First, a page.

Doing just enough for victory after the introduction of a young French forward and marking the departure of an established player to Manchester City. How very, very Arsenal...
We're not a fan of meaningless marks out of ten, so here's a ratings system you can really get on board with. From 'breaded ham' to 'cat litter' with plenty in between...
If in doubt about what to write, the standard issue response last season was to mock one of three things. The first was Roberto Mancini: possibly his scarf and haircut, possibly his hilariously bad man-management style of telling his players he hated them and that they were sh*t. Occasionally he'd have a scrap with them on the training field, in front of men with cameras. It was pretty great, to be honest. Now, he's done one to Turkey and is top of the league, really excelling with the richest team in the Super Lig. We miss you, Roberto. #RIP
The next thing was to mention Roy Keane after an insipid Manchester United display, where Tom Cleverley only moved sideways and Paul Scholes dropped ever deeper until he was six feet under. Manchester United hadn't bought a midfielder! Alex Ferguson said it was the best squad ever! Roy Keane said last year that Alex Ferguson didn't know the meaning of the word loyalty. That's true, because if he'd stuck around for the sake of us then United would still be interesting to write about. It's like Alex Ferguson cares about nobody but himself, which can't be true. David Moyes has just made them a bit boring. We miss you, Alex. #RIP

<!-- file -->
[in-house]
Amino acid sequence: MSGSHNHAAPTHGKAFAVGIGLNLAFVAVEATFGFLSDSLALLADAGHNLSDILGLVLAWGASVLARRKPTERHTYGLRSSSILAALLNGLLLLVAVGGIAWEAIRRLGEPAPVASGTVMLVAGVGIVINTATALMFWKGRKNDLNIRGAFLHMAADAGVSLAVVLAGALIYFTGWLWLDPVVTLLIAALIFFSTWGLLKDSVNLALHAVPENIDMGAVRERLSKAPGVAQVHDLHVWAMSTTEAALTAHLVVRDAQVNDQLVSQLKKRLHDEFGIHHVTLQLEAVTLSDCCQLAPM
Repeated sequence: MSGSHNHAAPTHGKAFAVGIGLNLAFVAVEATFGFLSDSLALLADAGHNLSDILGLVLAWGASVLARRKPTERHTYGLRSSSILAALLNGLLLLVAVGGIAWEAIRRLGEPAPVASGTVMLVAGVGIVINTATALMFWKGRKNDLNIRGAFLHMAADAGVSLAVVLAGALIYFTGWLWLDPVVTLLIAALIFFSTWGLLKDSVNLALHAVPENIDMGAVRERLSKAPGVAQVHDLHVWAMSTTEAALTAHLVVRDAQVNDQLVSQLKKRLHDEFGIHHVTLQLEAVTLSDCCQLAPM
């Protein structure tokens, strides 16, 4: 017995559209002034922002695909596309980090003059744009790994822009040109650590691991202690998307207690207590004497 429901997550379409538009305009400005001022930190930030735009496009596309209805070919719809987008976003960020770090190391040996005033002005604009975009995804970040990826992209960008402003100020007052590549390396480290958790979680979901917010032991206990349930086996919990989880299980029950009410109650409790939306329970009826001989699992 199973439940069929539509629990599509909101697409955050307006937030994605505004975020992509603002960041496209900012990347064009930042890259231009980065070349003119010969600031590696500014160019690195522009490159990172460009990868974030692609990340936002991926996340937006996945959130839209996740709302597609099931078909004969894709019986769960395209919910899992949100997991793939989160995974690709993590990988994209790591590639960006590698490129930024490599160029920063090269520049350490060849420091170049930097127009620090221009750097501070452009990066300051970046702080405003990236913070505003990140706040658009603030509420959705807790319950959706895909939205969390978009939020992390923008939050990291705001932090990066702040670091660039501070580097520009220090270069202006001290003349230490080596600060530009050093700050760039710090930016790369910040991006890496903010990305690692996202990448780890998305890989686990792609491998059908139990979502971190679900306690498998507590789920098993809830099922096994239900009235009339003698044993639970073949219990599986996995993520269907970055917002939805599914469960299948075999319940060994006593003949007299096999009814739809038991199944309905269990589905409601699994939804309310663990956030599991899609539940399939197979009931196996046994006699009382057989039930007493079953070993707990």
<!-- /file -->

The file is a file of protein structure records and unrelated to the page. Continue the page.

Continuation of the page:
The other thing was to make fun of Liverpool and Brendan Rodgers because of the things the fans said, and because of the way Rodgers said the things he said. It was always funnier to see Liverpool fans react in their traditional measured way in what was an inconsistent season. Now, though, with United and Spurs respectively rubbish and rubbish and mildly cheesy, and Liverpool operating with what is known as a 'plan' they are doing quite well and in the Champions League spots. We miss the reliable indignity and wordplay of Liverpool and their manager. #RIP #YNWA
'Cos now, what is there? People are discussing the season as one of the best in years. And, obviously, it is one of the tightest with hardly anything separating Chelsea, Manchester City, Arsenal and Liverpool. Of course, the one thing that does separate them is who is able to win the league (Chelsea or City) and who obviously won't because they're still jokes waiting for a punchline (Arsenal and Liverpool).